Left Out, a podcast produced by Paul Sliker, Michael Palmieri, and Dante Dallavalle, creates in-depth conversations with the most interesting political thinkers, heterodox economists, and organizers on the Left.
The Hudson Report is a new weekly series produced by Left Out with the legendary economist Michael Hudson. Every episode we cover an economic or political issue that is either being ignored—or hotly debated—that week in the press.
Paul Sliker: Michael Hudson welcome back to The Hudson Report.
Michael Hudson: It’s good to be back. I’m just home from China, getting over jetlag.
Paul Sliker: You recently gave a paper at Peking University about the economy and what sorts of policies they should implement and what to avoid.
But Michael, because we only have a short amount of time in these weekly segments, I want to look specifically at housing in China, and then compare that to what’s going on here in the U.S. In your speech you argued that China’s most pressing policy challenge is to keep down the cost of housing and that the policies best suited to avoid what you call the “neo-rentier disease.” Can you give us a picture of what’s going on currently with housing in China, and then explain what you mean by “neo-rentier disease” and how the Chinese can avoid it.
Michael Hudson: To put this in international perspective, you could say that international competition is based on labor’s cost of living in each country. The most important expense in every country’s cost of living today is housing. What makes a country competitive in manufacturing or other sectors comes down to how much it costs to pay for housing.
20 or 30 years ago only 10 percent to 12 percent of one’s income had to go for housing. That’s about the ratio in Germany today. But in America today it’s over 40 percent in the big cities. It’s also over 40 percent in London, and and it’s rising throughout Europe. But this is not a force of nature. It doesn’t have to be this way. It’s largely because banks have found that they can do to housing the same thing they’ve done to education: Housing is an excuse to get people into debt.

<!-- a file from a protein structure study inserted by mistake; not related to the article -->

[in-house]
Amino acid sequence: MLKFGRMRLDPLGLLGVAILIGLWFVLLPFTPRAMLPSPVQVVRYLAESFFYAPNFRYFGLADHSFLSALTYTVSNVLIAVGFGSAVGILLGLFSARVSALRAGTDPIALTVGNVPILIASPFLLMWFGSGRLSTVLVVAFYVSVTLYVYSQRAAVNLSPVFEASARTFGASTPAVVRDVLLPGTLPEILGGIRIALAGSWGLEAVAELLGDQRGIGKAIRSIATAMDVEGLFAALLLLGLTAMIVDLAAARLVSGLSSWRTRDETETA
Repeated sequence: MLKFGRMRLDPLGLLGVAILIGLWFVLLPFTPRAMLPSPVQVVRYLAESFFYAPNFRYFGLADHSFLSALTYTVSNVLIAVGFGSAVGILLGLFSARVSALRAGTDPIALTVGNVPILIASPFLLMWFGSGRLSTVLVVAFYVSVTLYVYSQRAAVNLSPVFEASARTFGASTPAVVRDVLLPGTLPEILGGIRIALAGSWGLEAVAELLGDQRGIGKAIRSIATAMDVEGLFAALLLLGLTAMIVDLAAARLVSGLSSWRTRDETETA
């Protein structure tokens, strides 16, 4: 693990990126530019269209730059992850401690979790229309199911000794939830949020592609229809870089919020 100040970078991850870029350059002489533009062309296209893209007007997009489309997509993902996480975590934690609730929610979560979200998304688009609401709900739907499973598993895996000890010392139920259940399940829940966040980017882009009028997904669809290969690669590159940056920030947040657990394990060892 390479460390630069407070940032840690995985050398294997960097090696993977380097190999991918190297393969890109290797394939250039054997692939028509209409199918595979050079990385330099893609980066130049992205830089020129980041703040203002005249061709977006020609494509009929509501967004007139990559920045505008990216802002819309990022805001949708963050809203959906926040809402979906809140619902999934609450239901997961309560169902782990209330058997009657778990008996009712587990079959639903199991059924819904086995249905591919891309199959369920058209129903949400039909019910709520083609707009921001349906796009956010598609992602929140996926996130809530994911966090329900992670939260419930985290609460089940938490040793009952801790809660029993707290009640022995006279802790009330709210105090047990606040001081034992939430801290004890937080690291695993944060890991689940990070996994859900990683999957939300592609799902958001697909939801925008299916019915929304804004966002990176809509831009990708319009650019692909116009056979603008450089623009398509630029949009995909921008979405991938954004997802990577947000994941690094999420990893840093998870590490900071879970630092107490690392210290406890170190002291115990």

The most important way to get people into debt for housing is to take control of the government with your lobbyists to un-tax housing. The property tax is way less than the rise in land prices. That leaves the rising rental value available to be paid to the banks. The reason why housing prices are going up is because a house is worth whatever a bank will lend. And they are lending more and more, to enable new borrowers to bid up property prices.
You’d think that China would have learned this by looking at the West, or at least by reading Volume 3 of Capital. In fact the Peking University meeting, the Second World Conference on Marxism, David Harvey gave the opening and closing speech. His point was that the Chinese should read Volume III of Capital to understand why and how the volume of debt and credit grows exponentially. As banks get richer and richer, the One Percent get richer. They need to nurture more and more markets for their credit and debt creation. So they lend on easier and easier terms, at a rising proportion of the home’s value. So it’s bank credit that has been inflating the price of housing.
David Harvey asked how China can let the price of housing go up so high in Shanghai (the most privatized city) that almost everybody who has a house is a millionaire. How can China expect to remain competitive in exporting industrial products when the cost of housing is so high?
Unfortunately, his talk and mine were almost the only economic talks at the meeting in Peking. As one of the Russian attendees pointed out to me, “Marxism” is the Chinese word for politics. “Marxism with Chinese characteristics” means to doing what they want politically. But economically they’ve sent their students to the United States, to attend business schools to learn how U.S. financial engineering practices.